The GBI is considering outsourcing much of its lab testing as the state contemplates cutting nine vacant scientist positions.
GBI Director Vic Reynolds on Monday spoke in a budget hearing, telling state lawmakers the agency can lose the positions and still attack longstanding testing backlogs if private labs are hired for tests in small-time drug and property crime cases. The proposed cuts are just one idea in Gov. Brian Kemp’s budget proposals that’s been met with skepticism this year; legislators abruptly voted to recess last week so the House can hash out the budget.
Reynolds worked to calm legislators’ worries about the proposed crime lab cuts.
He said the cases where the testing would be outsourced are low-level ones that are unlikely to go to trial. Such cases make up 77 percent of the tests the GBI is asked to do by law enforcement around the state. But the idea of not filling vacant positions puzzled House members at a time when the GBI is still facing backlogs, said Rep. Andy Welch, R-McDonough.
“That is concerning to the House,” Welch told Reynolds. “I appreciate what you’re trying to do in terms of cost savings.”
As of last week, the GBI’s total backlog of cases awaiting testing was 46,000, up from 36,000 back in October, which was up drastically from a few years earlier.
Lawmakers recalled testimony from other GBI officials last week, who said the labs get 200 new sexual assault kits every month but still can’t process more than 110 a month. Rape kit testing is a sensitive topic considering the controversy that surrounded Georgia law enforcement in 2015 after 1,351 untested kits were discovered in storage at Grady Memorial Hospital. Others turned up in evidence rooms around the state. The GBI completed testing on the kits in November 2018.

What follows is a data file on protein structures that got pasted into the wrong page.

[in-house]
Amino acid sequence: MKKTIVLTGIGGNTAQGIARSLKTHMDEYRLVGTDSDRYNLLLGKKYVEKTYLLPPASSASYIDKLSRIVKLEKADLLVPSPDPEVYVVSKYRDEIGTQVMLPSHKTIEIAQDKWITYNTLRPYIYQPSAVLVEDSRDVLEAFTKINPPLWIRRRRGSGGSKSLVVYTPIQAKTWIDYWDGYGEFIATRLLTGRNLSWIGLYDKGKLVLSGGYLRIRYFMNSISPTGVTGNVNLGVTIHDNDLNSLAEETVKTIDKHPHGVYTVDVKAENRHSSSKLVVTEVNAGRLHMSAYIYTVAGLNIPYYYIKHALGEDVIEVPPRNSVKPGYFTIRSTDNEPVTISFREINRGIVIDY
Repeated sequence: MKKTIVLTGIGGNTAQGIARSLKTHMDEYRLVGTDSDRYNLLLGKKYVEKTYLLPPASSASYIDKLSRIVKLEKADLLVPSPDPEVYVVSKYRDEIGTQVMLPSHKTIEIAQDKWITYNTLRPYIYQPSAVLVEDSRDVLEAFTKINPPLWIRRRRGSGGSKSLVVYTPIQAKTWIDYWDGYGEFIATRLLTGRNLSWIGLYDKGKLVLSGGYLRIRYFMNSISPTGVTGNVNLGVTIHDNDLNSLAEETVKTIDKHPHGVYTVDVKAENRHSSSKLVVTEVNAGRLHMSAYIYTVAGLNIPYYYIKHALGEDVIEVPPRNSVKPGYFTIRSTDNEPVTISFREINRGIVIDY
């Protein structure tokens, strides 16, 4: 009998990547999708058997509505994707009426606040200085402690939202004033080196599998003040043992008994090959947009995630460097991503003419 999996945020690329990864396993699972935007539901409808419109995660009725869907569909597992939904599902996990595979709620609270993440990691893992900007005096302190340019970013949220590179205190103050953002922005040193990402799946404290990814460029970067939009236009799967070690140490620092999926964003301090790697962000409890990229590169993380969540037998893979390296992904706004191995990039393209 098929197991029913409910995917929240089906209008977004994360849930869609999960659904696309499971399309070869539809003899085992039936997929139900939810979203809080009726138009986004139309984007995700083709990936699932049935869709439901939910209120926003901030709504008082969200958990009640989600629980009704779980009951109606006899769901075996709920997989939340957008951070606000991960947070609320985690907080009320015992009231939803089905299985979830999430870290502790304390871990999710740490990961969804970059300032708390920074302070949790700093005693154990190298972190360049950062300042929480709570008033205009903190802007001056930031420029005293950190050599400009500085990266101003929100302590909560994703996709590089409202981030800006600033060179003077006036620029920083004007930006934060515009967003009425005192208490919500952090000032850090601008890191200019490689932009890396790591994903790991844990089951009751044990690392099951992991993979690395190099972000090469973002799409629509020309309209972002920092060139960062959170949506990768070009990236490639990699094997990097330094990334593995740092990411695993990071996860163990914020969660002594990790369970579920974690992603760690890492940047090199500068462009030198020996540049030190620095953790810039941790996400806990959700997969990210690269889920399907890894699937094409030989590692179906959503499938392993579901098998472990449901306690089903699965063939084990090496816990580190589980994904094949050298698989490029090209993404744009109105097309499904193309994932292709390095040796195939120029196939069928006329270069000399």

The GBI operates seven labs around the state, but most don’t offer the full range of tests required by many cases. Only the main lab located outside Decatur has scientists trained in all areas, such as chemistry, firearms, DNA, fingerprints, toxicology and trace evidence. In recent years, the labs, which have more than 150 scientists in total, have gotten busier — and slower — due to the opioid epidemic and the GBI’s commitment to investigate nearly all officer-involved shootings in the state.
“For several years we talked about the difficulty of getting scientists on board and how badly they were needed,” state Rep. Al Williams, D-Midway, said to Reynolds. “Why now are we able to eliminate nine?”
Reynolds said the GBI has nine other scientist positions it is filling. He also said he doesn’t want to continue the traditional of regularly asking for more scientists because the backlogs have persisted even as more have been added.
“I came to a conclusion,” he said, “that, respectfully, the lab needs to do things a little differently.”
He vowed not let that the sex assault backlog grow to the levels seen a few years ago. Outsourcing tests on on suspected drugs and DNA tests in property crime cases would allow the GBI’s scientists to focus on more serious cases, such as homicides and sex assaults. One private lab the GBI has already worked with estimates that it could do 1,000 tests per month with a 30-day turn around on results, Reynolds said. The GBI labs are often much slower.
It isn’t clear how exactly much the outsourced testing would cost, but the GBI is working on those figures.
Rep. Mandi Ballinger, R-Canton, asked the director if there could be concerns with the chain of custody of samples sent to private companies rather than state workers. Reynolds said the GBI would ensure any company it partners with is trustworthy.
He acknowledged that, if a case involving testing by a private firm goes to trial, an employee of the firm would likely have to be paid to testify. But overall he expects the agency to save money.
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